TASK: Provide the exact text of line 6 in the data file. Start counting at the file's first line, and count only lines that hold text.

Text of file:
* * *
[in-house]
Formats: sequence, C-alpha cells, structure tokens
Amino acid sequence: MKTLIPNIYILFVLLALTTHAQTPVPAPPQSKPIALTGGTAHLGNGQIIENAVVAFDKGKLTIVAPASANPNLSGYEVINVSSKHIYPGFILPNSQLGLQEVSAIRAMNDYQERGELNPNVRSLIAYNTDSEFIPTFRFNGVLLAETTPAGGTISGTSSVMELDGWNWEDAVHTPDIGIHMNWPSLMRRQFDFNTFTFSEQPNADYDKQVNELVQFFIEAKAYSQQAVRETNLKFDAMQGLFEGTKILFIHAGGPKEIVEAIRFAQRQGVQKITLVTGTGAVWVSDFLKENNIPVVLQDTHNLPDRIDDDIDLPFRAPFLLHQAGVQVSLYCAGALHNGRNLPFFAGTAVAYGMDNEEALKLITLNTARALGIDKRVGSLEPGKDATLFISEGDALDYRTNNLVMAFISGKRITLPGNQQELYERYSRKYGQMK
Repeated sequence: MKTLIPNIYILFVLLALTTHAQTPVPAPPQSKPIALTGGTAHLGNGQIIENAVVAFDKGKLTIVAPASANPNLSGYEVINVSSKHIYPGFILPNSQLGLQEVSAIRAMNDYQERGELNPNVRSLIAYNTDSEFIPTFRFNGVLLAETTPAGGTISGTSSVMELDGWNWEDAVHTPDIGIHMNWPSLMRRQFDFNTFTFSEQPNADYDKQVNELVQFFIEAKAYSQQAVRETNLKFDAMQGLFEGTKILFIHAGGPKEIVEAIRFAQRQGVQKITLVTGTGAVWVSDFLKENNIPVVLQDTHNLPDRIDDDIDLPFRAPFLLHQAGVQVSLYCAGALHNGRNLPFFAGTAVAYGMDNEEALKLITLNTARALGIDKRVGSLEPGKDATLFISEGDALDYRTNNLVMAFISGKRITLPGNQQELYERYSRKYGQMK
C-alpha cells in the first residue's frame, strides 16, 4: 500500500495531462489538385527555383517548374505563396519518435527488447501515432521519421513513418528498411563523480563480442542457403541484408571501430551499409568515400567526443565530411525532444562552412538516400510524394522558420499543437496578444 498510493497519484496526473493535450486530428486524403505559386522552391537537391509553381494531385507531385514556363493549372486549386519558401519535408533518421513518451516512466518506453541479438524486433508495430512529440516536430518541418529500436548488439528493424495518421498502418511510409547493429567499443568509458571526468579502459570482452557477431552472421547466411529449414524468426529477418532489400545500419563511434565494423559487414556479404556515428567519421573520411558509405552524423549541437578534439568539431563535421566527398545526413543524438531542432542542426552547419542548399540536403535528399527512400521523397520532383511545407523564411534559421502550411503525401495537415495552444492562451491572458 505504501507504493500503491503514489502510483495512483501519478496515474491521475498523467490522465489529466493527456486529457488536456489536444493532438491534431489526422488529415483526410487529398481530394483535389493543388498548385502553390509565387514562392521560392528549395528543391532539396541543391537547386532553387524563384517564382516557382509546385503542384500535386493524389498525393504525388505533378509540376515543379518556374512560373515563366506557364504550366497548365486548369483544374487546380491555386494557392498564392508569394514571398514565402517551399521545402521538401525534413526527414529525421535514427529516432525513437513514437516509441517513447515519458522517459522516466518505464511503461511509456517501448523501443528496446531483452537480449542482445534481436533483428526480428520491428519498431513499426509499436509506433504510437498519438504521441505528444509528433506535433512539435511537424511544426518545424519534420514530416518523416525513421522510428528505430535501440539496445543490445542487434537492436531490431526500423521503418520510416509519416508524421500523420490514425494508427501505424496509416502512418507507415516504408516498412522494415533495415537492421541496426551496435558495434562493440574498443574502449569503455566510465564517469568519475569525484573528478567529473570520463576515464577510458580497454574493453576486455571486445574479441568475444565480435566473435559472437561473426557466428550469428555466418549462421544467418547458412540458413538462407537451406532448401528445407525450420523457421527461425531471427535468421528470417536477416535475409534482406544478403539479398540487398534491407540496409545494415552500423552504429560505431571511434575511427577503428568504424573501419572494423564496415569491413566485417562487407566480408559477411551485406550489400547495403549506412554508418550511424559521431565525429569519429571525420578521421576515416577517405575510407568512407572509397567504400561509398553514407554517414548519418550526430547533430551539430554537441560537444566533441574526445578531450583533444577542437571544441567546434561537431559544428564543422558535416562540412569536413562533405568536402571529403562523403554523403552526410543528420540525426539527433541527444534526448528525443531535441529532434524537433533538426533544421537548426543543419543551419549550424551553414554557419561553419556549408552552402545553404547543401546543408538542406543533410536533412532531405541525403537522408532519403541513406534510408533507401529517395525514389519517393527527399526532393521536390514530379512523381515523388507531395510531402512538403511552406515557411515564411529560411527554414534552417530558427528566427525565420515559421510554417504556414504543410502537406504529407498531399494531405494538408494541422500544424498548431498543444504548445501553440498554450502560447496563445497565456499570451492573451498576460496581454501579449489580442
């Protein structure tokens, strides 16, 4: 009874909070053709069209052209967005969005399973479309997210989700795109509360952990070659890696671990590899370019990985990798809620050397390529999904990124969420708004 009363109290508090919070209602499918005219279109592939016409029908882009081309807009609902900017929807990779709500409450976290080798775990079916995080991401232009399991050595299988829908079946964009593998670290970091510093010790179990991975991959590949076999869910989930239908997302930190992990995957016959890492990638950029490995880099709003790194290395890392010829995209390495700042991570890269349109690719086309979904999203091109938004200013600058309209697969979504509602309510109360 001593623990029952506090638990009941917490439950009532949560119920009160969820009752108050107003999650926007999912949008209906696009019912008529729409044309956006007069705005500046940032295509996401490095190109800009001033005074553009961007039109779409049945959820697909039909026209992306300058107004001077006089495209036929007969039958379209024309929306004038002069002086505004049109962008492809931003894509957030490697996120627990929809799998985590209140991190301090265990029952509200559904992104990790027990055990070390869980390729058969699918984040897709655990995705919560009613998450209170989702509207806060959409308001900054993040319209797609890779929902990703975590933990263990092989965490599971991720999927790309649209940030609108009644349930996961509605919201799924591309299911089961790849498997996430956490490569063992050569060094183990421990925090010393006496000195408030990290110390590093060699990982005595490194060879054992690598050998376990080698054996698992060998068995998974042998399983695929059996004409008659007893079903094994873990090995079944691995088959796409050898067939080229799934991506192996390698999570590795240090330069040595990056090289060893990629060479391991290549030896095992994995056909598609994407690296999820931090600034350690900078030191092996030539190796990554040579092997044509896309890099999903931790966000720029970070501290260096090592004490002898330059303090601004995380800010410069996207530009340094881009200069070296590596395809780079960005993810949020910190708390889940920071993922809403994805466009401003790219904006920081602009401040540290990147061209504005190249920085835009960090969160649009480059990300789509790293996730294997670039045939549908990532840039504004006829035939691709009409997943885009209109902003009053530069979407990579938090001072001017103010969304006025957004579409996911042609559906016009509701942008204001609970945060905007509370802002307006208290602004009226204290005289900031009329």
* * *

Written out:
């Protein structure tokens, strides 16, 4: 009874909070053709069209052209967005969005399973479309997210989700795109509360952990070659890696671990590899370019990985990798809620050397390529999904990124969420708004 009363109290508090919070209602499918005219279109592939016409029908882009081309807009609902900017929807990779709500409450976290080798775990079916995080991401232009399991050595299988829908079946964009593998670290970091510093010790179990991975991959590949076999869910989930239908997302930190992990995957016959890492990638950029490995880099709003790194290395890392010829995209390495700042991570890269349109690719086309979904999203091109938004200013600058309209697969979504509602309510109360 001593623990029952506090638990009941917490439950009532949560119920009160969820009752108050107003999650926007999912949008209906696009019912008529729409044309956006007069705005500046940032295509996401490095190109800009001033005074553009961007039109779409049945959820697909039909026209992306300058107004001077006089495209036929007969039958379209024309929306004038002069002086505004049109962008492809931003894509957030490697996120627990929809799998985590209140991190301090265990029952509200559904992104990790027990055990070390869980390729058969699918984040897709655990995705919560009613998450209170989702509207806060959409308001900054993040319209797609890779929902990703975590933990263990092989965490599971991720999927790309649209940030609108009644349930996961509605919201799924591309299911089961790849498997996430956490490569063992050569060094183990421990925090010393006496000195408030990290110390590093060699990982005595490194060879054992690598050998376990080698054996698992060998068995998974042998399983695929059996004409008659007893079903094994873990090995079944691995088959796409050898067939080229799934991506192996390698999570590795240090330069040595990056090289060893990629060479391991290549030896095992994995056909598609994407690296999820931090600034350690900078030191092996030539190796990554040579092997044509896309890099999903931790966000720029970070501290260096090592004490002898330059303090601004995380800010410069996207530009340094881009200069070296590596395809780079960005993810949020910190708390889940920071993922809403994805466009401003790219904006920081602009401040540290990147061209504005190249920085835009960090969160649009480059990300789509790293996730294997670039045939549908990532840039504004006829035939691709009409997943885009209109902003009053530069979407990579938090001072001017103010969304006025957004579409996911042609559906016009509701942008204001609970945060905007509370802002307006208290602004009226204290005289900031009329």